For example, with anti-interleukin-17, with first trials, there was a huge terror regarding candidiasis, so Candida infections. But with secukinumab and ixekizumab, we observed a small amount of infection respect what trials was putting attention, while, for example, with another anti-interleukin-17 drug, bimekizumab, we are now observing a little difference, a more frequent Candida infection respect ixekizumab or secukinumab. So this is to highlight that we need the real-life data, we need this kind of evidence to highlight the peculiarities of each drugs and so to use them in the best way for our patients, but this is only one example. We know the issue of paradoxical eczematous reactions that we observed with anti-interleukin-17, and that was something that was not highlighted by clinical trials, it was something that's just raise up during our clinical practise. And so before going on just, and continue to highlight the new evidence from real-life studies, just want to ask you once again your consideration for this starting point before to continue these slides.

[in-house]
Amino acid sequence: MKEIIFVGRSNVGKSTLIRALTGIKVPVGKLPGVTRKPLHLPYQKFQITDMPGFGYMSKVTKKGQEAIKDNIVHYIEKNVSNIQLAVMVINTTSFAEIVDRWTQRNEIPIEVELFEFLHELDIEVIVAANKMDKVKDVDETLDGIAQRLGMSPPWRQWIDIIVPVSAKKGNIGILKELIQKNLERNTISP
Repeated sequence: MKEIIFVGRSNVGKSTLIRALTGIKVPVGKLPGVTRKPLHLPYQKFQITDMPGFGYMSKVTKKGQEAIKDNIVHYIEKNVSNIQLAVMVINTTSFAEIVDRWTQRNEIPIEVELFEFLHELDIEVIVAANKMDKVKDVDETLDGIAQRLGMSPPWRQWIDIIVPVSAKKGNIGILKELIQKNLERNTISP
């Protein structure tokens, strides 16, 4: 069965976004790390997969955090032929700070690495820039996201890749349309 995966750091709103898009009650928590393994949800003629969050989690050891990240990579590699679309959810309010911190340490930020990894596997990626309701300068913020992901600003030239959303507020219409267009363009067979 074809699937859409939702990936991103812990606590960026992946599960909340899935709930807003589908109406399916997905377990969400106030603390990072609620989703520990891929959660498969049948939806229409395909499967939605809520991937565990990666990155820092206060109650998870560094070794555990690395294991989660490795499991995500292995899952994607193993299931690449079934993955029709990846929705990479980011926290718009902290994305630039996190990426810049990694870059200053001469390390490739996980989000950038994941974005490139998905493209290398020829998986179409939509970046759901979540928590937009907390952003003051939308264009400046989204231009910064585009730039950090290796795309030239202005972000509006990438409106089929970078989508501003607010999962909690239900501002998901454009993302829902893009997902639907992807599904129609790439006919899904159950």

There's one comment I would like to make regarding another difference of this in some countries, is the adjustment or individualisation of the dosage that takes place in some patients, and also the procedure of combination that I will cover a little bit in my talk in our discussion later on. I think ideally, it's also a circle process. Once we have identified the important questions from the real-world data, we may get into the controlled environment and set up another RCT to verify this. And I think RCT research doesn't end with the approval of the drug, but there's important questions which still need to be clarified with this integrated into real-world questions. Yeah, among the comorbidities that you have been discussing, the psoriatic arthritis might be one of the most relevant ones because also to large extent, it determines the choice of the biologic in many patients. So this is something that has been covered in different registries, in different real-world drug survival data, that there's a bit of a difference in terms of persistence across different biologics and across also based on the indication for the treatment.